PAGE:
WATCH: The finest edge on which the 2021 WorldSBK title could be falsely decided

Why Jonathan Rea is not the villain of the piece that led to Toprak Razgatlioglu losing his WorldSBK win... but why the penalty is entirely wrong as well

Toprak Razgatlioglu, Jonathan Rea

Every millisecond, every millimetre, every point counts in motorcycle racing… just ask Tommy Hill and John Hopkins!

However, if the 2021 WorldSBK Championship is decided by a six point swing in Jonathan Rea’s favour it will write new rules as to just how marginal the fight for glory can be when the gloves come off and the elbows are out.

The basic facts of the decision that led to Toprak Razgatlioglu being demoted behind Jonathan Rea are relatively solid, albeit balancing on the finest of lines. 

Indeed, while many initially thought it was Razgatlioglu’s fight back against Rea on the final lap of the Superpole Race at Magny-Cours that drew the ire of the stewards, it was in fact earlier in the lap on the run to the quick Imola chicane that caught the Turk out with replays showing his two wheels tickling the slightest of green Astroturf strips to his left.

In fact, the Astroturf is almost so inconsequential that you have to wonder why it is there in the first place since the kink left is a flat acceleration section and there is no advantage to be gained.

Moreover - and this is perhaps the most alarming part of the decision - Rea lined up a pass up the inside at the next corner. In short, Razgatlioglu was penalised for gaining a supposed advantage but it was Rea that actually benefited in the moment.

Of course, Razgatlioglu fought back with a robust pass at the penultimate corner to win, but Rea didn’t miss a beat in marching over to Pere Riba to report what he had seen. It’s almost impressive that Rea clocked the indiscretion while lining up the overtake.

Jonathan Rea hasn't done anything wrong, but...

First things first, Rea hasn’t done anything wrong and has acted well within his rights. Crying foul for something that had no bearing on the final result isn’t perhaps in the spirit of the sport, but ‘spirit rules’ aren’t forged in ink for a reason.

It is perhaps a sure sign of the pressure Rea is feeling against Razgatlioglu, not least because Magny-Cours laid bare a problematic situation for the Kawasaki man. So long the master of consistency, Rea’s flawlessness has been dented in 2021 with some sloppy errors, often the result of pushing too hard in response to his increasingly empowered rivals.

But he remained level on points with Razgatlioglu coming into the French road and the playing field couldn’t have been more plateaued come the three races. Both riders were evenly matched, their battles were straight fights and overtakes were achieved cleanly and respectfully - but Razgatlioglu beat Rea on each occasion.

For the first time in his Kawasaki career, Rea has a rival who can match him for consistency and has weapons in his armoury that surpass his own. Moreover, while it is a testament to Yamaha that it has chipped away at the R1 with vigour, you would be hard pressed to say it is a quicker bike than the Kawasaki ZX-10RR.

So the margin for error is coming down to rider on rider - as it should be - and right now it is very hard to split the two friends turned rivals.

And, by the letter of the rules, Razgatlioglu was in the wrong, though you have to wonder how he could have possibly gained an advantage even if he’d used it to line up a pass himself.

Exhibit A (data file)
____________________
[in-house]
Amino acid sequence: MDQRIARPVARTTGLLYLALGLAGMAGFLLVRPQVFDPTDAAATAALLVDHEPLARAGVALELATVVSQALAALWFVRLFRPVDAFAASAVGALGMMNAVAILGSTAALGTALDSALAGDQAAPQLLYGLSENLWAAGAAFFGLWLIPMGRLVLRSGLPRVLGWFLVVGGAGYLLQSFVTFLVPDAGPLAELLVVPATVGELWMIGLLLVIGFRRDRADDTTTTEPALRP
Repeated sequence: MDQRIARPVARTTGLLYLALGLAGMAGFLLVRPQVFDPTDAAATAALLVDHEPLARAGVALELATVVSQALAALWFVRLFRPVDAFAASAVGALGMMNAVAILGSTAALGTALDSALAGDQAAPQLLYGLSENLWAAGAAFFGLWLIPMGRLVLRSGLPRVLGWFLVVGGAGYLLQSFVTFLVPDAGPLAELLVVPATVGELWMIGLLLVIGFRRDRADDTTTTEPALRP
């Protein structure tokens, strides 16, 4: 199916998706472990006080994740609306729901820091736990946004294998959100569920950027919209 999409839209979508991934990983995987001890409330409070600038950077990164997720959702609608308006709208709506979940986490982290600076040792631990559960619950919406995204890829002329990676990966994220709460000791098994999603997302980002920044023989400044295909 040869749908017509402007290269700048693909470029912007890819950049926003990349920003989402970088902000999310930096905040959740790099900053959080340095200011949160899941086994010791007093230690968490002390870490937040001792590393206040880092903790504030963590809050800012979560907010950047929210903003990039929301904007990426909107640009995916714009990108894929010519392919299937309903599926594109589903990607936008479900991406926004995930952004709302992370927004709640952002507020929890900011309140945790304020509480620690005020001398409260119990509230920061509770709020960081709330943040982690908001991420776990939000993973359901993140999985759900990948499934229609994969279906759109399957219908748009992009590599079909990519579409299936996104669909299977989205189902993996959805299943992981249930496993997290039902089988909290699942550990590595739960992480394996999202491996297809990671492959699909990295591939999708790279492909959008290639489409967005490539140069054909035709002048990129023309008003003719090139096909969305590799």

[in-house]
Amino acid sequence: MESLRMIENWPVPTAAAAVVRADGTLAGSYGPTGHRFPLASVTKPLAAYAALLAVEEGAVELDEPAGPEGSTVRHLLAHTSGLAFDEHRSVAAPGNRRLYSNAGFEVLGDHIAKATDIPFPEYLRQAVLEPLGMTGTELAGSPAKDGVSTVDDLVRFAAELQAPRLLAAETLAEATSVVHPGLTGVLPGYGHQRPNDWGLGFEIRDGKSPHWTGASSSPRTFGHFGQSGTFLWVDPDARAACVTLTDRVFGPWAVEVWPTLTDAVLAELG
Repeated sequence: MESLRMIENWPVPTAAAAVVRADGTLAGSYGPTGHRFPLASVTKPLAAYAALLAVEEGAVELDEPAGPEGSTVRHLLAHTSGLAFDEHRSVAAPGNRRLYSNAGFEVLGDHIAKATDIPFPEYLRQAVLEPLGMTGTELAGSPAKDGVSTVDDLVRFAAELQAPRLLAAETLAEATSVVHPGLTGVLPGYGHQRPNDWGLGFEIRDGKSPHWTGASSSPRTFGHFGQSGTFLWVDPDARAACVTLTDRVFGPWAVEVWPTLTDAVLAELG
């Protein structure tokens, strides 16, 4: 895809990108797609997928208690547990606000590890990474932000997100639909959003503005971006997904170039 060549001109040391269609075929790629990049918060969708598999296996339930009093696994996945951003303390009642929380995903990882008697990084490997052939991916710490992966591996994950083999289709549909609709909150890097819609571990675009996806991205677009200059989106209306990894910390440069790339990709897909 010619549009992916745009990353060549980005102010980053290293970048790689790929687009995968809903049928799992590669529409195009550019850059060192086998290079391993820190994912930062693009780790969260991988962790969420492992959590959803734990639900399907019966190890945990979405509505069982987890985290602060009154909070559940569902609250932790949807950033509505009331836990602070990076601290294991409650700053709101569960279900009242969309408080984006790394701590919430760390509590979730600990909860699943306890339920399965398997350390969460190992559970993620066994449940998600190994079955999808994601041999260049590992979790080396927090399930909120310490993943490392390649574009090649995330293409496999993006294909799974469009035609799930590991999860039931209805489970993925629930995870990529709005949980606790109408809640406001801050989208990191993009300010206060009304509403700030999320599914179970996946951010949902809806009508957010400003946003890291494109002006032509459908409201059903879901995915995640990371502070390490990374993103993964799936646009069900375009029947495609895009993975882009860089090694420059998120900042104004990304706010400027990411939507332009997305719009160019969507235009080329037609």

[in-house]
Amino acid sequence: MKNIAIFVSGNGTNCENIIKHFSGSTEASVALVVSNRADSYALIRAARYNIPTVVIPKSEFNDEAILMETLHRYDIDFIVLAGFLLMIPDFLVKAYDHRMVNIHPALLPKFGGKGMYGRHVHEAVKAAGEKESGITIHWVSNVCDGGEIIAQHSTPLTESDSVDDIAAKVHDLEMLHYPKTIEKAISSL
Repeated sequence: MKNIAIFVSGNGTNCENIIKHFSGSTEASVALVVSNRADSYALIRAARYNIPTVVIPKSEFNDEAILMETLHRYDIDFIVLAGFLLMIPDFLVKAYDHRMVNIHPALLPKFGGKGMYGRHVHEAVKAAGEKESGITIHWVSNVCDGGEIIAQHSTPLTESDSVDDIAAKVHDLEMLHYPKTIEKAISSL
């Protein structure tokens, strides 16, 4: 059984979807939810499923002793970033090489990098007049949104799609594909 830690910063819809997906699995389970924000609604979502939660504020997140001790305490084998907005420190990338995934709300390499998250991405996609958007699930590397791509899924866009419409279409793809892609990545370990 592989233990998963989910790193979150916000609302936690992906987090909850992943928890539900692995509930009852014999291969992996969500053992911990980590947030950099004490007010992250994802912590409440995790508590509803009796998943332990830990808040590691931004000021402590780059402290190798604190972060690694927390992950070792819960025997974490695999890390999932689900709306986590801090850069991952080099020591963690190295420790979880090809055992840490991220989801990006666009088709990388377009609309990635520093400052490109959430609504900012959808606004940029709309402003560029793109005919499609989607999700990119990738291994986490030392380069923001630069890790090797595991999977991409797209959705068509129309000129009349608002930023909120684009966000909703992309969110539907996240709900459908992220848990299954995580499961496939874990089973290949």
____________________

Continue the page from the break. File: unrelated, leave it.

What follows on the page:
That said, World Championships have been won and lost on the strength of six points or fewer over the years, frankly it would have been a mistake for Rea not to have actioned Kawasaki to protest it.

How the FIM Stewards got it completely wrong

If you’re angry at the decision, then there are grounds to point your ire away from Rea and towards the stewards for fluffing both the process and the decision.

Firstly, the penalty came remarkably late in the day with a decision called after Race 2 had been completed (around four hours later). Previous track limits decisions came in the direct aftermath of the race, raising the question of why it took Kawasaki to protest for stewards to pay attention to the indiscretion. 

It is also hard to believe that Razgatlioglu was the only rider not to use that tiniest bit of green turf  over the course of the weekend, so does this mean it is now it is up to the riders to police this?

Furthermore, the decision was entirely wrong. 

On the results sheet it says ‘Penalized to Drop 1 Position - Exceeded Track Limits (Final Lap)’.

Track limits penalties almost always come in the form of a time penalty, unless said track limit overstep was used to line up a pass, in which case the rider in question either gives it back in the race, or they are swapped on the timesheets.

Except Razgatlioglu didn’t gain a position. Nor did he gain an advantage. Nor did it help him defend against the overtake that came two seconds later. It makes no sense to penalise a rider where no discernible advantage is gained in the heat of battle, much less one where they actually lost out.

It’s the same principle as a rider being forced to cut a corner by an aggressive overtake and then penalised even though they still lost the position anyway.

The incident will strengthen calls to reform the way stewards make decisions and consider where it is placing Astroturf, which once upon a time was laid in the interests of improving safety but is now becoming a complicated battleground where races are decided by unseen men and women relying on prompts when they should be in charge.

Yes Rea is going to be very unpopular outside of his fanbase if he wins the 2021 WorldSBK title by, say, five points but it is the bungled way in which it was handled that deserves the sharpest of scrutineering.

If it wasn’t already, the fight for the 2021 WorldSBK is very very much on!